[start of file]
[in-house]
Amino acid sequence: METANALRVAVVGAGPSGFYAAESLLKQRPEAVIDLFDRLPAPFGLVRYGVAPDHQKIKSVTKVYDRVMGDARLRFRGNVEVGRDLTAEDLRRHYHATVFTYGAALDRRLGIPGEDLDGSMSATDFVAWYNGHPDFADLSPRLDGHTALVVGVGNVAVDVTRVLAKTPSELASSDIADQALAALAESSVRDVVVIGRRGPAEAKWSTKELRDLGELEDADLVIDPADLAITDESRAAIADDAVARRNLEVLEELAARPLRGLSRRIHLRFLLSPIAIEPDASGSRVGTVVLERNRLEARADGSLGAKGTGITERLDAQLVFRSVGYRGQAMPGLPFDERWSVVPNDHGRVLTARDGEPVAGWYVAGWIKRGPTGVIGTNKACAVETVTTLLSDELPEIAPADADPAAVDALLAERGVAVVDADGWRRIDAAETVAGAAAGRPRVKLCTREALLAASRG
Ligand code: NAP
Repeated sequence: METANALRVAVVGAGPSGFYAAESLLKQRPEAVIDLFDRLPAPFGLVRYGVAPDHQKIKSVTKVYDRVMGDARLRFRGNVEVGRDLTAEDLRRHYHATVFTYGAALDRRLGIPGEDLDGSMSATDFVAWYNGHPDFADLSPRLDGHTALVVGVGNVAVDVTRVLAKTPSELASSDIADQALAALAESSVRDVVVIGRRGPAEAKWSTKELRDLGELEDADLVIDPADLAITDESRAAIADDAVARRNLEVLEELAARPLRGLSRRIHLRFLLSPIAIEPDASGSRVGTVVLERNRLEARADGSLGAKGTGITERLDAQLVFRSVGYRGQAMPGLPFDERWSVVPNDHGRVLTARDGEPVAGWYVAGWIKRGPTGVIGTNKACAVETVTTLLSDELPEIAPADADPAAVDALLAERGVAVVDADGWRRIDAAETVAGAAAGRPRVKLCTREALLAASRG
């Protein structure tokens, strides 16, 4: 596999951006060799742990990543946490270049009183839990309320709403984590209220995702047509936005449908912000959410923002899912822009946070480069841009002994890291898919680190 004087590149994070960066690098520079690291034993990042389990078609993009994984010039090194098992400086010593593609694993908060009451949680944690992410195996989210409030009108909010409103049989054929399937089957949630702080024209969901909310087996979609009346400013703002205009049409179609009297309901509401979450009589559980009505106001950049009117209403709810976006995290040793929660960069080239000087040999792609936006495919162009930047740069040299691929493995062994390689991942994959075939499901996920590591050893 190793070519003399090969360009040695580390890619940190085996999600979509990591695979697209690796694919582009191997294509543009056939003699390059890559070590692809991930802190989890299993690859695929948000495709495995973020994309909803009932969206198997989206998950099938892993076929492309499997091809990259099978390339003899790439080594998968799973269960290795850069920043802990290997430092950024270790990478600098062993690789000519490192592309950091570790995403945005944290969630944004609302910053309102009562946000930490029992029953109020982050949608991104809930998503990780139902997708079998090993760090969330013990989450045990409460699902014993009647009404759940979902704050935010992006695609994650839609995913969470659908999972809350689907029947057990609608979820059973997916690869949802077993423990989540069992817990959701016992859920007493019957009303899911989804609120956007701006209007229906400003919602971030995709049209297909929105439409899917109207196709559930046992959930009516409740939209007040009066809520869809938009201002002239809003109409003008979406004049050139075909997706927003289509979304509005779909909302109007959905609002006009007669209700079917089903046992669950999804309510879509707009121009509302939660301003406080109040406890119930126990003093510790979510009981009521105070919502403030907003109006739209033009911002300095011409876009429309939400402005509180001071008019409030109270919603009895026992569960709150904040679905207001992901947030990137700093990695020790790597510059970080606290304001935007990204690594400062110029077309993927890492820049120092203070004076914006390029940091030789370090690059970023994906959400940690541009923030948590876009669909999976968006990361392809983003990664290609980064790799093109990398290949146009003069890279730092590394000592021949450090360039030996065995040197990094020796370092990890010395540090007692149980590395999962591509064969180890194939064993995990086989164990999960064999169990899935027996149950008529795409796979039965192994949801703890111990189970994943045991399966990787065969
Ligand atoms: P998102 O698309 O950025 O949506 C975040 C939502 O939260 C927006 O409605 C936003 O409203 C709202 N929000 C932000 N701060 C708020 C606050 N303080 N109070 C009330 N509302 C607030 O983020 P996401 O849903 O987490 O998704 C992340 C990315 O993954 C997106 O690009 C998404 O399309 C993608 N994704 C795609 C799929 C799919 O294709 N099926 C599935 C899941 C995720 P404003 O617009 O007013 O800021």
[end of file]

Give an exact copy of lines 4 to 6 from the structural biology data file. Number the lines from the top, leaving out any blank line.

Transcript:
Repeated sequence: METANALRVAVVGAGPSGFYAAESLLKQRPEAVIDLFDRLPAPFGLVRYGVAPDHQKIKSVTKVYDRVMGDARLRFRGNVEVGRDLTAEDLRRHYHATVFTYGAALDRRLGIPGEDLDGSMSATDFVAWYNGHPDFADLSPRLDGHTALVVGVGNVAVDVTRVLAKTPSELASSDIADQALAALAESSVRDVVVIGRRGPAEAKWSTKELRDLGELEDADLVIDPADLAITDESRAAIADDAVARRNLEVLEELAARPLRGLSRRIHLRFLLSPIAIEPDASGSRVGTVVLERNRLEARADGSLGAKGTGITERLDAQLVFRSVGYRGQAMPGLPFDERWSVVPNDHGRVLTARDGEPVAGWYVAGWIKRGPTGVIGTNKACAVETVTTLLSDELPEIAPADADPAAVDALLAERGVAVVDADGWRRIDAAETVAGAAAGRPRVKLCTREALLAASRG
């Protein structure tokens, strides 16, 4: 596999951006060799742990990543946490270049009183839990309320709403984590209220995702047509936005449908912000959410923002899912822009946070480069841009002994890291898919680190 004087590149994070960066690098520079690291034993990042389990078609993009994984010039090194098992400086010593593609694993908060009451949680944690992410195996989210409030009108909010409103049989054929399937089957949630702080024209969901909310087996979609009346400013703002205009049409179609009297309901509401979450009589559980009505106001950049009117209403709810976006995290040793929660960069080239000087040999792609936006495919162009930047740069040299691929493995062994390689991942994959075939499901996920590591050893 190793070519003399090969360009040695580390890619940190085996999600979509990591695979697209690796694919582009191997294509543009056939003699390059890559070590692809991930802190989890299993690859695929948000495709495995973020994309909803009932969206198997989206998950099938892993076929492309499997091809990259099978390339003899790439080594998968799973269960290795850069920043802990290997430092950024270790990478600098062993690789000519490192592309950091570790995403945005944290969630944004609302910053309102009562946000930490029992029953109020982050949608991104809930998503990780139902997708079998090993760090969330013990989450045990409460699902014993009647009404759940979902704050935010992006695609994650839609995913969470659908999972809350689907029947057990609608979820059973997916690869949802077993423990989540069992817990959701016992859920007493019957009303899911989804609120956007701006209007229906400003919602971030995709049209297909929105439409899917109207196709559930046992959930009516409740939209007040009066809520869809938009201002002239809003109409003008979406004049050139075909997706927003289509979304509005779909909302109007959905609002006009007669209700079917089903046992669950999804309510879509707009121009509302939660301003406080109040406890119930126990003093510790979510009981009521105070919502403030907003109006739209033009911002300095011409876009429309939400402005509180001071008019409030109270919603009895026992569960709150904040679905207001992901947030990137700093990695020790790597510059970080606290304001935007990204690594400062110029077309993927890492820049120092203070004076914006390029940091030789370090690059970023994906959400940690541009923030948590876009669909999976968006990361392809983003990664290609980064790799093109990398290949146009003069890279730092590394000592021949450090360039030996065995040197990094020796370092990890010395540090007692149980590395999962591509064969180890194939064993995990086989164990999960064999169990899935027996149950008529795409796979039965192994949801703890111990189970994943045991399966990787065969
Ligand atoms: P998102 O698309 O950025 O949506 C975040 C939502 O939260 C927006 O409605 C936003 O409203 C709202 N929000 C932000 N701060 C708020 C606050 N303080 N109070 C009330 N509302 C607030 O983020 P996401 O849903 O987490 O998704 C992340 C990315 O993954 C997106 O690009 C998404 O399309 C993608 N994704 C795609 C799929 C799919 O294709 N099926 C599935 C899941 C995720 P404003 O617009 O007013 O800021």